Report: ICE to start tracking license plates across U.S.

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A new report says immigration agents may soon start tracking license plates across the U.S. (KGO-TV)

A new report says immigration agents may soon start tracking license plates across the U.S.

According to The Verge - U.S. Immigration and Customs Enforcement (ICE) has reached a deal with Vigilant Solutions, a top network for license plate data. The report comes amid fears of a major sweep in San Francisco and other Northern California cities in which federal officers would look to arrest more than 1,500 undocumented people. The San Francisco Chronicle reported it on January 17th.

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Now the ACLU is slamming ICE's access to license plate records. It says the implications go far beyond immigration.

Senior policy analyst Jay Stanley, who studies license plate readers with the ACLU issued a statement to The Verge.

"Are we as a society, out of our desire to find those people, willing to let our government create an infrastructure that will track all of us?"
ICE issued a response The Verge.

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"Like most other law enforcement agencies, ICE uses information obtained from license plate readers as one tool in support of its investigations," spokesperson Dani Bennett said in a statement.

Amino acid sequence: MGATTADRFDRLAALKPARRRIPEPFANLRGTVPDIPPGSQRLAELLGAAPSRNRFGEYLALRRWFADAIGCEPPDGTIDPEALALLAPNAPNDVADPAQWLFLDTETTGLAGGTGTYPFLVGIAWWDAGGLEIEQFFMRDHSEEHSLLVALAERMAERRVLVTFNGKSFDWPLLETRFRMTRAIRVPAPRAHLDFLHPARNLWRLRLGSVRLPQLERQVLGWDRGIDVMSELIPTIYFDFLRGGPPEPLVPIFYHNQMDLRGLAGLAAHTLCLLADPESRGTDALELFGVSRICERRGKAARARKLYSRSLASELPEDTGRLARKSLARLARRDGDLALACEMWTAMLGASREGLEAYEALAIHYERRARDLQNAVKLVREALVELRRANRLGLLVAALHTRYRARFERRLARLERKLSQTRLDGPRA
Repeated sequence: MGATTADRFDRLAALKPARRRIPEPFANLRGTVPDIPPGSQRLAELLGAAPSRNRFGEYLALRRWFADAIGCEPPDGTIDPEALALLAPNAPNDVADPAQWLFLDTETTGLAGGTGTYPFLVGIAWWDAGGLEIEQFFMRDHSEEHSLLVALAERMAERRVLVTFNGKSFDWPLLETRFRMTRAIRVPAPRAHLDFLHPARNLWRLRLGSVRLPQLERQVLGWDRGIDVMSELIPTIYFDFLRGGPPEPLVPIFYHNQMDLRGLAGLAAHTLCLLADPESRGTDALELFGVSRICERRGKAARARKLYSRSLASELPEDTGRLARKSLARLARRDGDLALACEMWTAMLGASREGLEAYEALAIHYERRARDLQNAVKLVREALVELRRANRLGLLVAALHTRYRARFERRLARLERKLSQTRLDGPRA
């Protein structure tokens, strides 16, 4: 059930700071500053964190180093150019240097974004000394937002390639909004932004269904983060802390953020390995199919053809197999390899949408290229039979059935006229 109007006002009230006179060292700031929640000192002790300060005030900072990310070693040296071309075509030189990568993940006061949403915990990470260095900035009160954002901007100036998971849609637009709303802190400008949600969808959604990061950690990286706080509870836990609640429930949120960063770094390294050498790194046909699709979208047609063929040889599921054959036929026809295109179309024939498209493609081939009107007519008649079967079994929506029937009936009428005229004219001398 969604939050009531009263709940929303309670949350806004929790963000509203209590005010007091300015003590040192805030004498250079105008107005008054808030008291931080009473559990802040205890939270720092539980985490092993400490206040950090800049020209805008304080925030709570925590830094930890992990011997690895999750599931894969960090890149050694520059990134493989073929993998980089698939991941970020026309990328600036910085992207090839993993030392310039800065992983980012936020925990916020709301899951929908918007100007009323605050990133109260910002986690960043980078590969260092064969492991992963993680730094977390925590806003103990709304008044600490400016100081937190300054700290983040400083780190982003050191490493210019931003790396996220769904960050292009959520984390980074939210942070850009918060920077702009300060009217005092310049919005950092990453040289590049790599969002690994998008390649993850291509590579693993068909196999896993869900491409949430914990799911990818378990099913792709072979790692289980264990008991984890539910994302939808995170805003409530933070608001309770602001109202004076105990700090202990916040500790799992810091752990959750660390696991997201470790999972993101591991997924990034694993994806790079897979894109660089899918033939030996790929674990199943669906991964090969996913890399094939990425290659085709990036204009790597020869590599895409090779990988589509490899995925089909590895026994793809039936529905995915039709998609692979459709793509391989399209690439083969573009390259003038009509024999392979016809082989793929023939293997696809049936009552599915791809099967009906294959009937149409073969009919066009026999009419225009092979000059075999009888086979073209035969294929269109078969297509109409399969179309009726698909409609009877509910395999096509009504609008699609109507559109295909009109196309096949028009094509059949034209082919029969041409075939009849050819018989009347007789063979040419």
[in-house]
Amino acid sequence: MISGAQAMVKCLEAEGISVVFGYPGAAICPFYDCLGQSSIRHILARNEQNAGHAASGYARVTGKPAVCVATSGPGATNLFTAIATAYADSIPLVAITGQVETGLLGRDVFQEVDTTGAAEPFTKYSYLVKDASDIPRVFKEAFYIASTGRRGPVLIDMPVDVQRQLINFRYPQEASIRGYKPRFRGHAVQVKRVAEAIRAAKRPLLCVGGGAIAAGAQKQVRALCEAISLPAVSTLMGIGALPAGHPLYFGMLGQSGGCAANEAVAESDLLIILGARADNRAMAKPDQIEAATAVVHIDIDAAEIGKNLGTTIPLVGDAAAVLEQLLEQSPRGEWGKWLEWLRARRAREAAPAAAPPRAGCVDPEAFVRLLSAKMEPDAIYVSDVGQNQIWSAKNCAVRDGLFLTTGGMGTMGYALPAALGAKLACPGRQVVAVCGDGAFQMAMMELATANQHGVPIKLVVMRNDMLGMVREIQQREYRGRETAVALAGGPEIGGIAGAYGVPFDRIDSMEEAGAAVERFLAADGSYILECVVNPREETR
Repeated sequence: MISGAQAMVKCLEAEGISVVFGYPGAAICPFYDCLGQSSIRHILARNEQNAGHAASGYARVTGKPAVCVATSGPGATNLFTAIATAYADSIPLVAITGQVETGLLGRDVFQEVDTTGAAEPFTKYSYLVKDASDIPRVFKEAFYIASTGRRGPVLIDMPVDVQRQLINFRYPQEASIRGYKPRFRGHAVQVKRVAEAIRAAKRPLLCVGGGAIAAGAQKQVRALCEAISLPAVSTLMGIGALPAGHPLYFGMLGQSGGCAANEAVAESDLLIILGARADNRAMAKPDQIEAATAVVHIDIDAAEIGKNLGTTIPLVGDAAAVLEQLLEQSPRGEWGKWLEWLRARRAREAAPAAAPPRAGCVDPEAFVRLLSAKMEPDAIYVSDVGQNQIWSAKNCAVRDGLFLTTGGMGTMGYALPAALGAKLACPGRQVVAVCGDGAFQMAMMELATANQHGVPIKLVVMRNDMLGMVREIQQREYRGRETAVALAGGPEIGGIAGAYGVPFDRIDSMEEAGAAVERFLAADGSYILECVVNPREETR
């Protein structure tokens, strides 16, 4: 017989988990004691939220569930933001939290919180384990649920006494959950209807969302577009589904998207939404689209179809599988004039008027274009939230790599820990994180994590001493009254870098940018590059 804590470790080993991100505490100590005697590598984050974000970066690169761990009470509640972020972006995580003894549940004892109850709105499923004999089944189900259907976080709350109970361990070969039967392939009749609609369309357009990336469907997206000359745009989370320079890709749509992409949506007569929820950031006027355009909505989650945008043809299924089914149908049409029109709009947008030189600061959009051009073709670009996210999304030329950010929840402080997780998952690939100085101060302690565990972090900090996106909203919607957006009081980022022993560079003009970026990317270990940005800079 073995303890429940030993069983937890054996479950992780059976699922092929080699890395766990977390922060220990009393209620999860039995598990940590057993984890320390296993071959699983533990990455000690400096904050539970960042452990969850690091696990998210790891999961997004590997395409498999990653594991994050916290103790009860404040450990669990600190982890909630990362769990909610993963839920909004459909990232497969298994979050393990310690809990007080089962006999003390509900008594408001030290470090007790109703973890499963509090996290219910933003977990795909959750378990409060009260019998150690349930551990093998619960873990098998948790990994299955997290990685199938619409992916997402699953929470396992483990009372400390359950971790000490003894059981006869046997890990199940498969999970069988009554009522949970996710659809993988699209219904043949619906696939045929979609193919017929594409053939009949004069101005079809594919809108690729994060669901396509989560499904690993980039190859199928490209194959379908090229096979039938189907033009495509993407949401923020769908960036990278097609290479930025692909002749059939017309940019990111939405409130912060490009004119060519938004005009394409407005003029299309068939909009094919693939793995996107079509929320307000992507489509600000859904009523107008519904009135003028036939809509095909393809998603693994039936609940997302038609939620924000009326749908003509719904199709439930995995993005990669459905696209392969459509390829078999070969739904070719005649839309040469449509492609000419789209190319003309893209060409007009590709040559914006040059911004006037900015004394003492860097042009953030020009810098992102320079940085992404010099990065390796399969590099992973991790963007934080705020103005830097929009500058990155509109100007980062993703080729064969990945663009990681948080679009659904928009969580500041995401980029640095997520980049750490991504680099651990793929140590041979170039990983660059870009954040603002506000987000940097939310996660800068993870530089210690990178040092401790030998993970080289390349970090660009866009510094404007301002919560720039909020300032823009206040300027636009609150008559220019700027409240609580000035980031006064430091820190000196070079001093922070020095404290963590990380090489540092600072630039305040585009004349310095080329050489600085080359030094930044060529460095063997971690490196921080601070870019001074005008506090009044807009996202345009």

"ICE is not seeking to build a license plate reader database, and will not collect nor contribute any data to a national public or private database through this contract."

ICE officials have released this statement:

"U.S. Immigration and Customs Enforcement (ICE) has issued an award of a single source, firm-fixed price contract to obtain query-based access to a commercially available license plate reader database. Like most other law enforcement agencies, ICE uses information obtained from license plate readers as one tool in support of its investigations. ICE conducts both criminal investigations and civil immigration enforcement investigations. ICE is not seeking to build a license plate reader database, and will not collect nor contribute any data to a national public or private database through this contract. Due to privacy concerns during a previous solicitation, in 2015, ICE completed a privacy impact assessment which was used to create a framework for use of the technology. The privacy impact assessment was updated prior to ICE's use of any license plate reader database, to reflect how the contract meets the established privacy requirements. The contract must comply with established privacy requirements outlined in the privacy impact assessment. These are the most stringent requirements known to have been applied for the use of this technology."

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societyimmigrationimmigration reformu.s. & worldICEDMVPresident Donald TrumpACLU
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